Sometimes it’s hard to believe that it’s time to let our children go! I don’t mean that we don’t love them or ardently wish for their happiness! What I’m talking about is that feeling when we realize that it’s time to step back, to honor their connection to their partner or to their friends, even, before OUR connection to them. Even when they are in elementary school, we might need to start this process. We get to take a look at how much we focus our lives on them. We get to keep evaluating this all their lives and making adjustments that support the evolution of both of you.
It’s so easy to become enmeshed with our kids, that strong focus on them, wanting to be part of every aspect of their lives. Sometimes it happens when we are single parents and we rely too much on our kids for connection, camaraderie, and emotional support. We aren’t intending to do this, but they are our built-in partners. Sometimes it happens because they don’t want to move out and pay rent somewhere and have to fend for themselves. Sometimes they struggle socially and depend on you to be their friend. This, along with your own loneliness, can be a recipe for you to become dependent on each other.
How many of us experienced this in our childhoods, that we had a parent who was dependent on us? How many of us repeated the cycle with our own kids? And “kids” can be almost 30, as my daughter is, or younger or older. That attachment that doesn’t serve either of us, actually, can go on our whole lives. I know of families in which the single mom still lives with their 30-year-old daughter. Or the family where the long-grown son still lives at home and Mom does his laundry and cooking. And Mom is not that happy with her husband and doesn’t want to be left alone with him, so she is happy to have her grown children live with them.
Or you can become aware of it, get support to make the shift and work to develop an updated version of your love that is healthier. In this relationship version 2.0 (or 13.2 or whatever it is), you GET to support their connections with others by focusing more on your OWN primary relationships and your own potential or make the space to even FIND a primary relationship of your own or find our individual passion. You get to be aware of how much of your focus was on their lives and not fulfilling your own potential and offering your gifts to the world.
We are not taught that we can keep growing and changing and creating our identities and ourselves all our lives! We are taught that parenting is our primary relationship, and no doubt it’s one of the most important roles of our lives. But, if we don’t evolve out of that as our primary job, we not only limit ourselves, but we cripple our children, making them dependent on us for things that they should be relying on themselves and their partners for.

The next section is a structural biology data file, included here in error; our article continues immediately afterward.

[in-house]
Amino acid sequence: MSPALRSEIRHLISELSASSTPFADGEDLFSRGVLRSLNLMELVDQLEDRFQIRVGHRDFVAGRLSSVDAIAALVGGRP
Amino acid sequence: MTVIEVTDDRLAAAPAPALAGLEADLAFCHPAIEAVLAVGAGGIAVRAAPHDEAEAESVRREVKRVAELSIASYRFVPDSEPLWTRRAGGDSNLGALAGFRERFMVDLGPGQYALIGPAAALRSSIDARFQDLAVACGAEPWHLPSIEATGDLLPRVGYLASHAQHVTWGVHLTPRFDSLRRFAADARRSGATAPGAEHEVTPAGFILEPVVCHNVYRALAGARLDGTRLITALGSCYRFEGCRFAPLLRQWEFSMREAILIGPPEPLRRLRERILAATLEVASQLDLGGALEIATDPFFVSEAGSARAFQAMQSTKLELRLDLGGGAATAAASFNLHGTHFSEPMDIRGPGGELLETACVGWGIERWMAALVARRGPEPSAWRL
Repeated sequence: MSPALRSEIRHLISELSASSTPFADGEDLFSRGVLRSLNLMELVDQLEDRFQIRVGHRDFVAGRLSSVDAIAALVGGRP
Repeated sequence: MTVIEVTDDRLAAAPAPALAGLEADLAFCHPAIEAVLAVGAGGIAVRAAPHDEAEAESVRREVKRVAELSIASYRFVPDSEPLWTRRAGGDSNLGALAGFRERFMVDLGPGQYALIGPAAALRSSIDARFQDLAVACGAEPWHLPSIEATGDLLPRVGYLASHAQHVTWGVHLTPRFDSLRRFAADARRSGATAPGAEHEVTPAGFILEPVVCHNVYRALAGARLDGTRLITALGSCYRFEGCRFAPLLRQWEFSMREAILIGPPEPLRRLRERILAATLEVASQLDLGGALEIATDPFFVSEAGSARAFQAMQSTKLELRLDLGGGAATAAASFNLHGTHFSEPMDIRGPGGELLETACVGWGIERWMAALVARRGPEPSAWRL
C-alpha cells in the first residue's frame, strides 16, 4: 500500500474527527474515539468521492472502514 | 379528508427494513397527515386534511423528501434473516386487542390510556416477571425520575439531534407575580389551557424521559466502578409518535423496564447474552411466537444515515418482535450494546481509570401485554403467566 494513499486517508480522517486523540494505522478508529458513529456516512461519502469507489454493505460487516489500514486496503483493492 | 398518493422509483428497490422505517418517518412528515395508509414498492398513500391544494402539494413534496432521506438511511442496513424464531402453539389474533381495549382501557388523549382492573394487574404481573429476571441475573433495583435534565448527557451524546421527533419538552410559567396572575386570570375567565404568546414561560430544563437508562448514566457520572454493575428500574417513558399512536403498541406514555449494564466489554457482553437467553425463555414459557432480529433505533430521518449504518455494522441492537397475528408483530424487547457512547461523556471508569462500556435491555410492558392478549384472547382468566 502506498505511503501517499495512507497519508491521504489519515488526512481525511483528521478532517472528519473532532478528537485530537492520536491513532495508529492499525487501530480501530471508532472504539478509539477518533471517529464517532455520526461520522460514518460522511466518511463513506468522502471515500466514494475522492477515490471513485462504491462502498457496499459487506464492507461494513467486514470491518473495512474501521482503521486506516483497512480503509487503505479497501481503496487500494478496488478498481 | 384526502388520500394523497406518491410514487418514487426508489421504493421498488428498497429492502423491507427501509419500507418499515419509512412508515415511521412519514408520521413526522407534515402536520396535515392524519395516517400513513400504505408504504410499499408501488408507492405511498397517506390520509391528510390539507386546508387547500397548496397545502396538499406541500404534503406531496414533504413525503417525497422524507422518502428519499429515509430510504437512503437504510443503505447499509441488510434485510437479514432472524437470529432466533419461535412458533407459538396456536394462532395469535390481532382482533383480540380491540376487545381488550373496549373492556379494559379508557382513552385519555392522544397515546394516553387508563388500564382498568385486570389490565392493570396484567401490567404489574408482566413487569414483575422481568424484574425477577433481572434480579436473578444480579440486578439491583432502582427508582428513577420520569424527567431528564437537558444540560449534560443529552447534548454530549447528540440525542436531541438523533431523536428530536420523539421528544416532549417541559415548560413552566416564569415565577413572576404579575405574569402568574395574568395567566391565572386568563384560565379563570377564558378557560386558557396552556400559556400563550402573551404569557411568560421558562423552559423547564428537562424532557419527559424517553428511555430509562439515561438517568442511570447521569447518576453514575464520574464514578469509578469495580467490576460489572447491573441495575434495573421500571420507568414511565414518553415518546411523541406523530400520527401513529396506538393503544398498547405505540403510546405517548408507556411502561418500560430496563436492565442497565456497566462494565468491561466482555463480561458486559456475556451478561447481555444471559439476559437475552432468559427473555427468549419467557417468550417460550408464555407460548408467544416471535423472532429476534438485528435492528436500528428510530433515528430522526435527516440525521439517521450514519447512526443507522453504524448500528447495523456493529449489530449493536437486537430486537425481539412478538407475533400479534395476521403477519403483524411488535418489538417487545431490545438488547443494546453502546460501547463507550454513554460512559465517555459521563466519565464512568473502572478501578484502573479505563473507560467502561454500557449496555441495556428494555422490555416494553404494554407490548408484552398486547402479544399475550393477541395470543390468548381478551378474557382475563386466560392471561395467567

It can be so painful to let them go onto their own lives…to wait for them to call you and text you, not calling them every day, not thinking of a million little reasons that you need to talk to them. Give yourself the miraculous gift of having a brand, new life. Find a hobby. Find a book club, an exercise class or a new career. I’ve started a new career at 69 and it helped me tremendously in letting go of my daughter. And, wonder of wonders, sometimes it leads to a renewal of love and passion with your partner, or maybe finding a partner after a long single spell.
Does this mean that you never see your beloved children? Absolutely NOT! It’s just a new way of relating that is more individuated, clearer that each of you has a better sense of who you are without the other one. It’s a lovely transition if you feel yourself as more passionate about your own life, growing and changing in your own transformations. And, often, it gives your child a new perspective of your value to them as a person, not a parent, a person who is smart and competent and has a ton of life experience that they can rely on when they need it. At the same time, you get to see your child’s gifts and strength more clearly, too. It gives a deeper and richer value to your connection, not one of dependency and convenience, but purpose and mutual support. This is true whether your children are 6 or 60.
Today, let’s take a deep and honest look at our relationships with our kids. Let’s celebrate their independence and ours (to whatever degree is age appropriate)! And let’s remember that we each are given a destiny to fulfill and gifts to give the world and that our greatest happiness and fulfillment will come from following that guidance!